Is there a more seminal backpacker film than The Beach? Leonardo DiCaprio stars as a budget traveller looking for paradise among the islands in Thailand, starring Maya Bay in the Phi Phi Islands, which has continued to be so fiendishly popular on the back of the movie, that it was ordered closed, before the Covid crisis struck, to allow the polluted coral reefs to recover.
Pilgrim-powered travel is best exemplified by The Way. Martin Sheen takes his late son’s place on the Camino de Santiago pilgrimage across Northern Spain. Featuring beautiful Galician landscapes and the notion that you’re never too young for a great adventure.
Amélie: Paris is one big sparkly confection in this sun-splashed modern fairy tale. Jean-Pierre Jeunet's camera looks at the city through candy-coloured lenses, primarily tracking his quirky-loner heroine (Audrey Tautou) through the atmospheric lanes of Montmartre. Everything seems to be lit from within, from the turquoise water of the Canal Saint-Martin to the garish red lights of a Pigalle sex shop. The city has never looked so dreamy.
National Lampoon’s Vacation: The film spoofs the tried-and-true American tradition of the family road trip, taking the Griswalds through Death Valley and the Grand Canyon en-route to the fictional amusement park, Walley World. Add in that nauseously addictive hit theme song in “Holiday Road.” Two years later, the sequel, European Vacation, a cheesy old family romp through London, Paris and Bavaria. On a similar roadie note, Thelma and Louise: The ultimate road-trip chick flick, shot around California, mighty Utah and the Grand Canyon. It’s also the film that shot Brad Pitt to rock-star fame.
Then there’s the Adventures of Priscilla, Queen of the Desert - one of the world’s most daring road-trip movies. A drag act travelling through the Australian outback singing Abba in a rickety old bus called Priscilla? It shouldn’t work, but it does and is an enduring advertisement for the mighty Outback. The Palace Hotel in Broken Hill, heavily featured in the movie, still does a roaring trade with Priscilla devotees.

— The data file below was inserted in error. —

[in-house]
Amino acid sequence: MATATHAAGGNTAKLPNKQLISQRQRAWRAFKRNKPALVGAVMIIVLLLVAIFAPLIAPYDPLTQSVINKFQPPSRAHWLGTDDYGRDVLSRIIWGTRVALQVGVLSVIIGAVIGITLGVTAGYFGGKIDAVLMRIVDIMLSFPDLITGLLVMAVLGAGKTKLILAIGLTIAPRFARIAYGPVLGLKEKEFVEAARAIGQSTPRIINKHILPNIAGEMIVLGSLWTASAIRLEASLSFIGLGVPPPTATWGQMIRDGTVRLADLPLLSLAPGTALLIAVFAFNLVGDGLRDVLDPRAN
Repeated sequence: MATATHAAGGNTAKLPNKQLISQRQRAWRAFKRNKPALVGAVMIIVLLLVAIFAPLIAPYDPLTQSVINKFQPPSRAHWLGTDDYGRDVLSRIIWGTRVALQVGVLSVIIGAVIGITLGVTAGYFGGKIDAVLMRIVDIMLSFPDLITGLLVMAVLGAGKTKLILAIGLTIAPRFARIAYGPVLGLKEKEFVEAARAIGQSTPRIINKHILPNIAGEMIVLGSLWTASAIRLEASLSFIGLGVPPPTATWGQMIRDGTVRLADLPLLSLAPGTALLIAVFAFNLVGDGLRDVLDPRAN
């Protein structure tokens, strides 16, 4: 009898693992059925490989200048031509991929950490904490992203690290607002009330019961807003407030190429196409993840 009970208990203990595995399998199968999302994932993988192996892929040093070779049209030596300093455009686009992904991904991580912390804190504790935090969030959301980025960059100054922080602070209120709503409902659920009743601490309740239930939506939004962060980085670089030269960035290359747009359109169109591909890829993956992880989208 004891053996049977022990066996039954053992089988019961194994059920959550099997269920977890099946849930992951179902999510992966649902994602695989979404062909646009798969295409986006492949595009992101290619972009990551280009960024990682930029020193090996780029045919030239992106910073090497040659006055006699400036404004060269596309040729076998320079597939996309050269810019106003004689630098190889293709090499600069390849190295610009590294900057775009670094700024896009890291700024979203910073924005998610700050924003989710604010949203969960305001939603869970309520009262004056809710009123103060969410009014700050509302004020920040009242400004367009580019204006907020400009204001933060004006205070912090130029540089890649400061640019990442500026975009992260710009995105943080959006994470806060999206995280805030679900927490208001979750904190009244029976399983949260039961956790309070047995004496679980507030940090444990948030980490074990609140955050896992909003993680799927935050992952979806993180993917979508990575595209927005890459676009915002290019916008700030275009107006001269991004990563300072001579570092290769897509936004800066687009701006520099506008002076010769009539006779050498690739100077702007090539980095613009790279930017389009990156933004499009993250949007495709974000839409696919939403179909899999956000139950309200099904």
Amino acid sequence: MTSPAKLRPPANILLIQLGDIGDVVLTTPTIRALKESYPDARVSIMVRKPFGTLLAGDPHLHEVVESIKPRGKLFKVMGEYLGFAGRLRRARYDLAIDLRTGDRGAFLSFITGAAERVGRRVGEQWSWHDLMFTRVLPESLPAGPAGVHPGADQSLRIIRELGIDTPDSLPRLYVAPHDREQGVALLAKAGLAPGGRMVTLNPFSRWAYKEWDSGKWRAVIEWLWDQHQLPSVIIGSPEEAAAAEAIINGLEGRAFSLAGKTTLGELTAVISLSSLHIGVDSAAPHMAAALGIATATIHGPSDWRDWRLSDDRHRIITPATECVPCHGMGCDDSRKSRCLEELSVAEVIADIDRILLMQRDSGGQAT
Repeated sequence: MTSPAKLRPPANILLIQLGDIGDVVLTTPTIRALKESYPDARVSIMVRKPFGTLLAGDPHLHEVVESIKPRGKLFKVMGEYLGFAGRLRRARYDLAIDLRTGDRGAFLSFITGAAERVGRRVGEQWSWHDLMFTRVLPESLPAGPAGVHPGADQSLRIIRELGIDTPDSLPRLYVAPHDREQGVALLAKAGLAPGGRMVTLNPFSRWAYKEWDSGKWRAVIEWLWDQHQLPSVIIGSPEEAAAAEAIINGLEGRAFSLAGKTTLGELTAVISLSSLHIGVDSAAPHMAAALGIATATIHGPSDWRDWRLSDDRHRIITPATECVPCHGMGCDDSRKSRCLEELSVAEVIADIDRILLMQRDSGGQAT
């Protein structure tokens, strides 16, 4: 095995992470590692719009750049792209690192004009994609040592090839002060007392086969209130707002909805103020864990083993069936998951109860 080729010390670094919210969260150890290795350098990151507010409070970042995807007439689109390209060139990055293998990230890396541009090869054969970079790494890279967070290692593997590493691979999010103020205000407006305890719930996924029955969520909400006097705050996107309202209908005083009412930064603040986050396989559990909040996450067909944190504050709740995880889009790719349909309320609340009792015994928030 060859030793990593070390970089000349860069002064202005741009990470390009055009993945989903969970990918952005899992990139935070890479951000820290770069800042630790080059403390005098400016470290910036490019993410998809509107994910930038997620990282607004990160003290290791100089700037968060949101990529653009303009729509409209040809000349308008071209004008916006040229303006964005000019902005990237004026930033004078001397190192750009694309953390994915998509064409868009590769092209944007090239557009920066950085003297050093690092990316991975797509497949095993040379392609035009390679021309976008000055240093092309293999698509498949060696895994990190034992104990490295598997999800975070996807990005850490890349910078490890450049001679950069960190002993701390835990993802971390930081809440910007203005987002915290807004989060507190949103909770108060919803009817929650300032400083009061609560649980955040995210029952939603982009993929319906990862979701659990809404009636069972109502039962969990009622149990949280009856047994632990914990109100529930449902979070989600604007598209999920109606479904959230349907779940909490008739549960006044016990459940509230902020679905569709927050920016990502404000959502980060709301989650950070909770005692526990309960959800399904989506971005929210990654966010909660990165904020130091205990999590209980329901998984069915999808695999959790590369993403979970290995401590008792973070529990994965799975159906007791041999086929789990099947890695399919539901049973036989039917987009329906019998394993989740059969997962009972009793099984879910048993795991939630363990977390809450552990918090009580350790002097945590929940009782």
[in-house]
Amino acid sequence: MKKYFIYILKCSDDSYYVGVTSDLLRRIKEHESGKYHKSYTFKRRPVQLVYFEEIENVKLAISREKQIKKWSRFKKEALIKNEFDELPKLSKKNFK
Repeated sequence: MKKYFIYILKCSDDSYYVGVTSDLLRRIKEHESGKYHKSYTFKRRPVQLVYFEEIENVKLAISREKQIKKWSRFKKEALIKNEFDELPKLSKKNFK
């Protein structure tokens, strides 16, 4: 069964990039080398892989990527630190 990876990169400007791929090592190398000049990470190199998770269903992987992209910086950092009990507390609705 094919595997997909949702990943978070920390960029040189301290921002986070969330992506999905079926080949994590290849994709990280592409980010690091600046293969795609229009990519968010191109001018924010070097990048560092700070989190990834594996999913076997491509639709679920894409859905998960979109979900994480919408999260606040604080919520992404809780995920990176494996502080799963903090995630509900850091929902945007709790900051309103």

Then there is Borat for his X-rated take on road-tripping “the US and A” in pursuit of Pamela Anderson (which I still fill find laugh-out-loud funny.) It would be a glaring oversight to not add to that list, Forrest Gump and his magnetic zest for life as travels all over the country.
The Motorcycle Diaries: Before he was Che, Ernesto Guevara travelled through Peru (including Machu Picchu), Bolivia, Chile and Venezuela. Based on his memoirs, The Motorcycle Diaries is not just a road movie, it documents how travel can change the course of your life forever, sharpening Ernesto’s verve to confront political injustice.
Lost in Translation: Bill Murray and Scarlett Johansson are lost in translation in Sofia Coppola’s acclaimed drama which shows us that the relationships we make while travelling are often more important than the sights we see. From the upmarket Park Hyatt hotel to the neon-filled karaoke bars and streets, the movie is like a tourism ad for Tokyo. But more importantly, it’s a melancholy portrayal of loneliness—even in a city filled with millions of people
Similarly, Crazy Rich Asians helped rev up Singapore’s street-cred with the moneyed millennials. It’s a hymn to the city's greatest hits: Gardens by the Bay, the infinity pool of Marina Bay Sands, Chinatown's pastel-coloured shophouses, and all the hawker centre street food. Booking sights like Expedia reported a 20% spike in enquiries about Singapore in the week following the movie's premiere in 2018.
The most famous hotel-based travel movie is arguably The Best Exotic Marigold Hotel. The film is a stark reminder that traveling offers an opportunity to add a whole lot of colour to the daily drudge of our otherwise grey lives, particularly in our senior years. Most of the movie is shot on-location in Jaipur, Rajasthan. The hotel exists in real life in the neighbouring city of Udaipur - the Ravla Khempur, a 17th century property offers 12 en-suite rooms.
Finally, one of my all-time favourites is My Life in Ruins. This 2009 romantic comedy lustily showcases the glories of Greece, centred around an American tour guide whose life takes a major unexpected detour, while escorting a tour group across the ancient ruins of Greece. There’s a series of unexpected stops along the way – but regardless of the storyline, the scenery and culture on show is unstoppably seductive.
Mike Yardley is our Travel Correspondent on Jack Tame Saturday Mornings.